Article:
Bank Rakyat’s profit before tax and zakat of RM2.11bil in 2012 for example is comparable to RHB Bank Bhd which made RM2.2bil. MBSB and Bank Rakyat declined to comment.
It is estimated that over 90% of civil servants are in an “indebt situation” in various ways like credit cards, personal finance and high-purchase debt.
“The easy loan access in recent years has thrown civil servants deeper into debt. Wouldn’t this encourage corruption?” quips an industry observer.
The curbs will ease the rapid expansion of loans growth seen by the NBFIs. Zeti acknowledges that the new lending guidelines will also slow loans given to the household sector by the commercial banks.
“These measures are anticipatory and pre-emptive and are to avoid doom and gloom,” she says.
Hope is that early action on controlling household debt and easy personal finance loans will be as successful as measures taken to address credit card debt some years back.
Credit card debt accounted for 5.2% of household debt before the central bank decided to act a couple of years ago. Today, such debt accounts for 4.5% of household debt and credit card debt grew by 1.7% last year from 15.2% in 2010.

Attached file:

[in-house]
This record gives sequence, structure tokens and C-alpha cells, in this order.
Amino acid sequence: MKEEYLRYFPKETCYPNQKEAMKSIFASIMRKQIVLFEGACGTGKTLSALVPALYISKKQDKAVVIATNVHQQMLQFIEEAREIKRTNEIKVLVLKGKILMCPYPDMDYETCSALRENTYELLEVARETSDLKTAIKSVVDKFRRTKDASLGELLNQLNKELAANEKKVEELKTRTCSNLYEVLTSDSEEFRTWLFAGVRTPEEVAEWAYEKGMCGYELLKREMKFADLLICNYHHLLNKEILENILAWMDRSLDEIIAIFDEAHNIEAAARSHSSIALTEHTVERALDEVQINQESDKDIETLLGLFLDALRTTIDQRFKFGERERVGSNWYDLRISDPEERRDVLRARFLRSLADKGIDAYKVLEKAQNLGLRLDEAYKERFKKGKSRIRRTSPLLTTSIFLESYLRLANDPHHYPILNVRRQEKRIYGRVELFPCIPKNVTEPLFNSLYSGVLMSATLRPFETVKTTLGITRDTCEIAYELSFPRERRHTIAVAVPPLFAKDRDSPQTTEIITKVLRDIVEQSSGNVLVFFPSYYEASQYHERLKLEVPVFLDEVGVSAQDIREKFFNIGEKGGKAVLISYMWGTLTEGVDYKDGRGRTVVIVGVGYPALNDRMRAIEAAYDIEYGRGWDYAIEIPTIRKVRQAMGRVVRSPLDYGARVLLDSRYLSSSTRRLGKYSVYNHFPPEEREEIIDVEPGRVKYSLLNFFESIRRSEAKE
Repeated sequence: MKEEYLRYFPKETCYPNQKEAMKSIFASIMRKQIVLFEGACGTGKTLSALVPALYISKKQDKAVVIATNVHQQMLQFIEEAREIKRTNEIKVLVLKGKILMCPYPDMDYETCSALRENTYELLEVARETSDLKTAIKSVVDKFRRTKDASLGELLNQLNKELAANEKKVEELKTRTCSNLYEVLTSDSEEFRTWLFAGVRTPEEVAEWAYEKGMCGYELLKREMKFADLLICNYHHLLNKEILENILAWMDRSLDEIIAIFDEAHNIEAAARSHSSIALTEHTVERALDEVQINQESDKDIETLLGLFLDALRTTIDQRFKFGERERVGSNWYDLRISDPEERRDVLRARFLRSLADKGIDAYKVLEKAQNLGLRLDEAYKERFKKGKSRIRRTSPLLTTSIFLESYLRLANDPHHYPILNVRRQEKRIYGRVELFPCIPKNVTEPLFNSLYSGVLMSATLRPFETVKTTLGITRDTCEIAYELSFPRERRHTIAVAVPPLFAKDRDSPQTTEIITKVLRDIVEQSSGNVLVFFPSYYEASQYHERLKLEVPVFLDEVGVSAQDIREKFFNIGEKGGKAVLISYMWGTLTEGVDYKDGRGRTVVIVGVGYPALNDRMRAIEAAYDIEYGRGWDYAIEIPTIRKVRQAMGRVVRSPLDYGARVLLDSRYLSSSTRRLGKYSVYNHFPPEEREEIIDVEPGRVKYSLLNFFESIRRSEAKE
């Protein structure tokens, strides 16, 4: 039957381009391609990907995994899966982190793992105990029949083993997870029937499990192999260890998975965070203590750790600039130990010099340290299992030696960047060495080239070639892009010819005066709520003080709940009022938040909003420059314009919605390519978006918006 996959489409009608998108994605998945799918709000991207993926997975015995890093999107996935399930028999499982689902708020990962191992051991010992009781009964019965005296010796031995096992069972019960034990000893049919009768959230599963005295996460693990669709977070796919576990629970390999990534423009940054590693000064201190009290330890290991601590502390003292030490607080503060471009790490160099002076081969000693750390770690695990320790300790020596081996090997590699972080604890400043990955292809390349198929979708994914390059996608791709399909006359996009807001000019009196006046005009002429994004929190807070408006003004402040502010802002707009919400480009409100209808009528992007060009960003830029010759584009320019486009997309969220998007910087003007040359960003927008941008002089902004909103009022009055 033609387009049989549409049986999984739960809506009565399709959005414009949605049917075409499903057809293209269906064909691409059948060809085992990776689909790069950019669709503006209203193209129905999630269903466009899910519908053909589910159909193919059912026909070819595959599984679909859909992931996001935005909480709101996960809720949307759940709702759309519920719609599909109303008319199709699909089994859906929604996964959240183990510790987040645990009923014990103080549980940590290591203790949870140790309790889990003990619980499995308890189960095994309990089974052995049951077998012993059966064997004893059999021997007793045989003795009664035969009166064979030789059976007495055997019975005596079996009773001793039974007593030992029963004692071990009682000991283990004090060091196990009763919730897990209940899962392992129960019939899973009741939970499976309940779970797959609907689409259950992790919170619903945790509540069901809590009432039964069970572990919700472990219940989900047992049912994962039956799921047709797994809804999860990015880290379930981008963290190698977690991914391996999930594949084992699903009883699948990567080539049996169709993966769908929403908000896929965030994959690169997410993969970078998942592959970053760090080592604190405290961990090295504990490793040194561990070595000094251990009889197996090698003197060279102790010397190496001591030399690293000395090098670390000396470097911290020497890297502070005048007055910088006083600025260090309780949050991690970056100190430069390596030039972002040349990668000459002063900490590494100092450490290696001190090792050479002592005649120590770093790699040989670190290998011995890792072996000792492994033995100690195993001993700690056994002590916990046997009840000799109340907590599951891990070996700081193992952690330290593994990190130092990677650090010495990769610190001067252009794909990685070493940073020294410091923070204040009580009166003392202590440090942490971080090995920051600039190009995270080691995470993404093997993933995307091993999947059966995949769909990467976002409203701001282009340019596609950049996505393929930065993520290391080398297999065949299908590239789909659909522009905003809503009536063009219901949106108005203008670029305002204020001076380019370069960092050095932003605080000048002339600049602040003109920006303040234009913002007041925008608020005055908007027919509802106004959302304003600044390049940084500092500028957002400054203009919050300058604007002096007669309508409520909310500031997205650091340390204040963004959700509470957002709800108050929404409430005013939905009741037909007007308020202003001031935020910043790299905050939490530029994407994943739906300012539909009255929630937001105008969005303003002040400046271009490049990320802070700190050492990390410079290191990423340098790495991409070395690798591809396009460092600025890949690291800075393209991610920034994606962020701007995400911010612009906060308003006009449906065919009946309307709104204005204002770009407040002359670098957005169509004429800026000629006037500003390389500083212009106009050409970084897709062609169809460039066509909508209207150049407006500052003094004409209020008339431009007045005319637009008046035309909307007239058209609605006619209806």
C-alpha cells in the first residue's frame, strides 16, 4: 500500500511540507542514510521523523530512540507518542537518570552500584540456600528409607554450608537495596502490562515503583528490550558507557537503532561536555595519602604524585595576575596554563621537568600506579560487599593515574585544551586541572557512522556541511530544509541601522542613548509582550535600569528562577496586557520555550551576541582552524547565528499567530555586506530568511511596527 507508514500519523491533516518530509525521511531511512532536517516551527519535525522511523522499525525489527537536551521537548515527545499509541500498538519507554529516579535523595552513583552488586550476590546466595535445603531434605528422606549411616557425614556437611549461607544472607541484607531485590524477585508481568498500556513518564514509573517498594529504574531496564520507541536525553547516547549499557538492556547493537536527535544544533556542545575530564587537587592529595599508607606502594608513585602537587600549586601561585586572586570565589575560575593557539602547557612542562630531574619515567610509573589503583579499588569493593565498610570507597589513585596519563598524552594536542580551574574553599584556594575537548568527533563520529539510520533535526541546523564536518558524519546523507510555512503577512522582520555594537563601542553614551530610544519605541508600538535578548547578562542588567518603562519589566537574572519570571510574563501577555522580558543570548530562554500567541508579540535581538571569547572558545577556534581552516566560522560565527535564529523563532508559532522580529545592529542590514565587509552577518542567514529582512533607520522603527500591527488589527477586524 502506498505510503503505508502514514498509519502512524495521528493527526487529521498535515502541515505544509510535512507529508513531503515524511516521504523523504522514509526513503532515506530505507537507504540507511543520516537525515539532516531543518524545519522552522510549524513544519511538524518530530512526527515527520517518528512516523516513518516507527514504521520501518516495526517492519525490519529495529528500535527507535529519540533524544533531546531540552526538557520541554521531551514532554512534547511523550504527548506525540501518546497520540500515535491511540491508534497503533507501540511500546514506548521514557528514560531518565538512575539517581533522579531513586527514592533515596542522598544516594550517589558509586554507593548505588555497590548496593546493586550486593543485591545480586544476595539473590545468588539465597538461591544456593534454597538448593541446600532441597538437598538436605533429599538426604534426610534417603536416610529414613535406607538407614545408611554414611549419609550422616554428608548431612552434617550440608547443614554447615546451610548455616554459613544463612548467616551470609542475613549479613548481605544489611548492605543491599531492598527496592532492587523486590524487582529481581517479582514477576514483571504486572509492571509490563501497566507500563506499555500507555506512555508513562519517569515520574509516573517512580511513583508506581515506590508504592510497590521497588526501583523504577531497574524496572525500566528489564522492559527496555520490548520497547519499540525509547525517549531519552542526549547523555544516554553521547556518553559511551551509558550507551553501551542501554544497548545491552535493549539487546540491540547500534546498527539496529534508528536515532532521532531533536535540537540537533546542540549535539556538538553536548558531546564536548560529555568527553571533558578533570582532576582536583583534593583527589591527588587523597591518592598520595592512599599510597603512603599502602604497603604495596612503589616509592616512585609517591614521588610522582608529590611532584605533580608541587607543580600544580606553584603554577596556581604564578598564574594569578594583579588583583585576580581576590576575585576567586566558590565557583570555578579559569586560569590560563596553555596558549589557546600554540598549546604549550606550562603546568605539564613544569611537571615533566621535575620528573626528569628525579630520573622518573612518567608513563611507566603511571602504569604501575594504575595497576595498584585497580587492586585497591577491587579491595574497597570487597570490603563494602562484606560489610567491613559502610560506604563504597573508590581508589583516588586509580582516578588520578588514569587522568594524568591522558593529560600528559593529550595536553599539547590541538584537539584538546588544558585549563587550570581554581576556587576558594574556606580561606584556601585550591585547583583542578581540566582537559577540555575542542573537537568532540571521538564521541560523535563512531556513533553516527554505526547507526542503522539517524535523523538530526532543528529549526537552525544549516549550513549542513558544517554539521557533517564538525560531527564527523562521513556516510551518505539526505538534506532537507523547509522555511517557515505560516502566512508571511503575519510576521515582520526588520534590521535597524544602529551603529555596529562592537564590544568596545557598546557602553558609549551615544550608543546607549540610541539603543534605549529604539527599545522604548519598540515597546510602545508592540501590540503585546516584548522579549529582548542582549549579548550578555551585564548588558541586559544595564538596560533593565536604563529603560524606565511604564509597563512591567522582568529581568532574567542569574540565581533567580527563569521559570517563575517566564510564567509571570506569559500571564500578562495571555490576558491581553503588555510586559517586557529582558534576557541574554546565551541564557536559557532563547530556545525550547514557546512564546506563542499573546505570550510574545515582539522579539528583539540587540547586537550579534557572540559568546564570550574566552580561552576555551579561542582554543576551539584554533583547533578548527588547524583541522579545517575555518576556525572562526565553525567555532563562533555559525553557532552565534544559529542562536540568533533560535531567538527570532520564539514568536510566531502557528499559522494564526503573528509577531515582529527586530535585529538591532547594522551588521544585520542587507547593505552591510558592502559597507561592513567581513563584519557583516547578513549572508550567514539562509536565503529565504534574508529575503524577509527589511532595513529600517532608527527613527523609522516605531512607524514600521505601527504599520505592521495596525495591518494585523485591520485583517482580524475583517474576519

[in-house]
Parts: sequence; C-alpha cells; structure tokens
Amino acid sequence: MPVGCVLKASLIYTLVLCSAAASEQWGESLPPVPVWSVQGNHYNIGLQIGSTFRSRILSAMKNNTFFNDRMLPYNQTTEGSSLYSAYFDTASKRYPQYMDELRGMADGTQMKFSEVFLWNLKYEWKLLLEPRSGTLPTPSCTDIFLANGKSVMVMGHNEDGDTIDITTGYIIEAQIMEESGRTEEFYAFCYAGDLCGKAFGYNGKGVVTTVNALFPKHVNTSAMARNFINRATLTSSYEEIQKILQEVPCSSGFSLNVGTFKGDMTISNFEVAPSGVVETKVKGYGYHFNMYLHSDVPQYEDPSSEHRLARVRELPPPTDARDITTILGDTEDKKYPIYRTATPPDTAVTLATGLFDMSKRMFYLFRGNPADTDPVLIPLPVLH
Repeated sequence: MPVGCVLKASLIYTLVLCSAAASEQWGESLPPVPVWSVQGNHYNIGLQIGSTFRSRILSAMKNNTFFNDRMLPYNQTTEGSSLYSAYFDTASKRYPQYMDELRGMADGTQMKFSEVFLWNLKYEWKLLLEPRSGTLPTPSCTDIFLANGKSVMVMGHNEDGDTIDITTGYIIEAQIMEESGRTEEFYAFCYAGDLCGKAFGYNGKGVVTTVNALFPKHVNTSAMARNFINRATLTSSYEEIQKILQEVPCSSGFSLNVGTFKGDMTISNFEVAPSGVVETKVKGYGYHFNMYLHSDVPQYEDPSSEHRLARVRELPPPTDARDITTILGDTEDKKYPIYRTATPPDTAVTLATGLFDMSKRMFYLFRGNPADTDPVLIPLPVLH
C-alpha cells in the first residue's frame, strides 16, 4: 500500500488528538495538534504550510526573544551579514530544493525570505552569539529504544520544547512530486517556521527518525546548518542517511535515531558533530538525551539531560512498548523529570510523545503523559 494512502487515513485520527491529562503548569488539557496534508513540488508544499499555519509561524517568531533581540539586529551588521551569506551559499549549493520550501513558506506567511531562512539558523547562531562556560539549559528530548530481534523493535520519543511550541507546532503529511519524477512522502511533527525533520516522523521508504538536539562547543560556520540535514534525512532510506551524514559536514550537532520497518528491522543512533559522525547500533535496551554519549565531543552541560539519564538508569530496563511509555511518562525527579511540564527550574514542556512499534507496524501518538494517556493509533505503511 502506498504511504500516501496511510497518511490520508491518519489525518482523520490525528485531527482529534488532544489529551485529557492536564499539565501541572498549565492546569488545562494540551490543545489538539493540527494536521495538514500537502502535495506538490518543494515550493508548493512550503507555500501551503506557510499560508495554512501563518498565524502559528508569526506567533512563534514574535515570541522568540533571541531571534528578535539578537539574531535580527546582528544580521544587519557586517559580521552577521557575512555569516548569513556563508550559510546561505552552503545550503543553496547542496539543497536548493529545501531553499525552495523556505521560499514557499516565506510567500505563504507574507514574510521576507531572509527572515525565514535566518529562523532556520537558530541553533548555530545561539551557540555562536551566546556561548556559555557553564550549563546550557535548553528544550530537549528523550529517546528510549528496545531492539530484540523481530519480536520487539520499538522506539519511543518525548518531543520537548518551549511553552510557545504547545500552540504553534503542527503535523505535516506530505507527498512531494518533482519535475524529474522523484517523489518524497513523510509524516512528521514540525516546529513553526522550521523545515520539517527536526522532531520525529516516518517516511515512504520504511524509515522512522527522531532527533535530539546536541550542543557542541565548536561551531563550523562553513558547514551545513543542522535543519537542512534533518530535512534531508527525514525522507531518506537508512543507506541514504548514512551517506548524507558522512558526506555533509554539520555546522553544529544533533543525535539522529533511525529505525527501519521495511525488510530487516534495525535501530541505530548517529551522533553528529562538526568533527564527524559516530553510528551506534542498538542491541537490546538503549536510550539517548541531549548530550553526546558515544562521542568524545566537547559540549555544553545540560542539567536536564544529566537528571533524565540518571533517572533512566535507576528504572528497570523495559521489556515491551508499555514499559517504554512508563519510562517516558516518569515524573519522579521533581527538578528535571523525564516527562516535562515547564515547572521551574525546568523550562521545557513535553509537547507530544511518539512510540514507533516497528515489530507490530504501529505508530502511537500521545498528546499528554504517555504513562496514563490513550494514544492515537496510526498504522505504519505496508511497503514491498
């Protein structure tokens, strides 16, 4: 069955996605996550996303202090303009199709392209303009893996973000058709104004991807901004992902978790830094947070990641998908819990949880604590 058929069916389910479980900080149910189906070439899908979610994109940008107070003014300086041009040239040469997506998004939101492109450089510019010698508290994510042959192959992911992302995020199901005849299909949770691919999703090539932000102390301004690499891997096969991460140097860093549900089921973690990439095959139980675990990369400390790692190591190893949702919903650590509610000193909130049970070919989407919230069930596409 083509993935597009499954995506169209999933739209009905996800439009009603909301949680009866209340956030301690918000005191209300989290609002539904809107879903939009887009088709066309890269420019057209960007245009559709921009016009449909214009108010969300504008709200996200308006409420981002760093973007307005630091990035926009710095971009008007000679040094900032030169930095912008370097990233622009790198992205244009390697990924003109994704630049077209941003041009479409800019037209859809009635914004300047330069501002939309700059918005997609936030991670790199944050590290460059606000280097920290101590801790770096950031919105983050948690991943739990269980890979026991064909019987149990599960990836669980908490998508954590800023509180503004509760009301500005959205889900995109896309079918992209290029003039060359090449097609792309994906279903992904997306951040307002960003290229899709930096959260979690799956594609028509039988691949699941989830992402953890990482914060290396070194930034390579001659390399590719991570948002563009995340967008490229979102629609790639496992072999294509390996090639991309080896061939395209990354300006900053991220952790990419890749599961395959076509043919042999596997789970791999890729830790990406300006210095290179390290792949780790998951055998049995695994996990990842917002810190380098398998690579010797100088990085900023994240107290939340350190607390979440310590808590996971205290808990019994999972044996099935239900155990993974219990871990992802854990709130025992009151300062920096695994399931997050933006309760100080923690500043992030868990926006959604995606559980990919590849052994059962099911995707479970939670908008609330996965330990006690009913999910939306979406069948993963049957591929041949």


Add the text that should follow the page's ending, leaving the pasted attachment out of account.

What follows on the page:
Bank Negara is confident that it will nip the problem with its latest intervention. Some, however, believe the shadow banking issue has not reached a boiling point yet.
Anthony Dass, chief economist at AmBank Group notes there is hardly any risk to non-banking lenders in view of the automatic salary deductions via Angkasa from the civil servants salary in contrast to the normal bank loans where the risk of default is higher due to the absence of automatic salary deduction.
“What is of concern to us is the issue of governance, transparency and controls. Lack of these will result in rising cost-to-income ratios. It will weigh on the bottom line and cause distress to the non-bank lenders.
A crack in any one of them (non-bank lenders and credit cooperatives) will likely trigger a contagion effect resulting from panic withdrawal by customers who have placed funds in savings or fixed deposits. Should there be a contagion effect, we fear that it may knock on the doors of the banks given the high household debt to GDP of 83%.”
Angkasa in the news for overlending
MBSB under spotlight
Bank Rakyat aims for more balanced portfolio